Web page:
3. Basing Software Development on Reusable Technology
3.1 Reuse: Building on the Work and Experience Of Others
3.2 Incorporating Reusability and Reuse Into Software Engineering
3.3 Frameworks: Reusable Subsystems
3.4 The Client-Server Architecture
3.5 Technology Needed to Build Client-Server Systems
3.6 The Object Client-Server Framework (OCSF)
3.7 Basic Description of OCSF Ð Client Side
3.8 Basic Description of OCSF Ð Server Side
3.9 An Instant Messaging Application Using the OCSF
3.10 Difficulties and Risks When Considering Reusable Technology and Client-Server Systems

4. Developing Requirements
4.1 Domain Analysis
4.2 The Starting Point for Software Projects
4.3 Defining The Problem and the Scope
4.4 What Is a Requirement?
4.5 Types of Requirements
4.6 Some Techniques for Gathering and Analyzing Requirements
4.7 Types of Requirements Document
4.8 Reviewing Requirements
4.9 Managing Changing Requirements
4.10 Detailed Example: GPS-Based Automobile Navigation Assistant (GANA)
4.11 Detailed Example: Requirements for a Feature Of The SimpleChat Instant Messaging Program
4.12 Difficulties and Risks In Domain and Requirements Analysis

5. Modelling With Classes
5.1 What is UML?
5.2 Essentials of UML Class Diagrams
5.3 Associations and Multiplicity
5.4 Generalization
5.5 Instance Diagrams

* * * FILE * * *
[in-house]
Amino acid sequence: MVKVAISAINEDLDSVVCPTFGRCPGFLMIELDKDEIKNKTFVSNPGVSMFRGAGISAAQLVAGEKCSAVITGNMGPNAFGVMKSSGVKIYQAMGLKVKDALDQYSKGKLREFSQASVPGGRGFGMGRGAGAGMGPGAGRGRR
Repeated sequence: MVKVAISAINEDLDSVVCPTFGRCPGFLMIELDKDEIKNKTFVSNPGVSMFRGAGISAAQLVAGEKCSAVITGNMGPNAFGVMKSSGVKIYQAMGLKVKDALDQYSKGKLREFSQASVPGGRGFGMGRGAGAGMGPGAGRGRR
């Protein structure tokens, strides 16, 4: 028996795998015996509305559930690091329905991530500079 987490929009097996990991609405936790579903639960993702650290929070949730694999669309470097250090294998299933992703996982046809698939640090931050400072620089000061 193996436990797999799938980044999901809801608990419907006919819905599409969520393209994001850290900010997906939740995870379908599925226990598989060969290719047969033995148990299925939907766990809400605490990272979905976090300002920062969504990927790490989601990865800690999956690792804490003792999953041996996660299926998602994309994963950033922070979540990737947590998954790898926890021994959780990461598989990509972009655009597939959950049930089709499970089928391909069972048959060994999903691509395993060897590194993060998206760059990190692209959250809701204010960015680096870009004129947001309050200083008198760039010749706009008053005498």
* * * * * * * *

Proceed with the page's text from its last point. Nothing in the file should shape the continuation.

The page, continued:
5.6 More Advanced Features of Class Diagrams
5.7 Detailed Example: A Class Diagram for Genealogy
5.8 The Process Of Developing Class Diagrams
5.9 Implementing Class Diagrams in Java
5.10 Difficulties and Risks When Creating Class Diagrams

6. Using Design Patterns
6.1 Introduction to Patterns
6.2 The Abstraction-Occurrence Pattern
6.3 The General Hierarchy Pattern
6.4 The Player-Role Pattern
6.5 The Singleton Pattern
6.6 The Observer Pattern
6.7 The Delegation Pattern
6.8 The Adapter Pattern
6.9 The Facade Pattern
6.10 The Immutable Pattern
6.11 The Read-Only Interface Pattern
6.12 The Proxy Pattern
6.13 Detailed Example: The Observable Layer of OCSF
6.14 Difficulties and Risks When Using Design Patterns

7. Focusing on Users and Their Tasks
7.1 User Centred Design
7.2 Characteristics of Users
7.3 Developing Use Case Models of Systems
7.4 The Basics of User Interface Design
7.5 Usability Principles
7.6 Evaluating User Interfaces
7.7 Implementing a Simple GUI in Java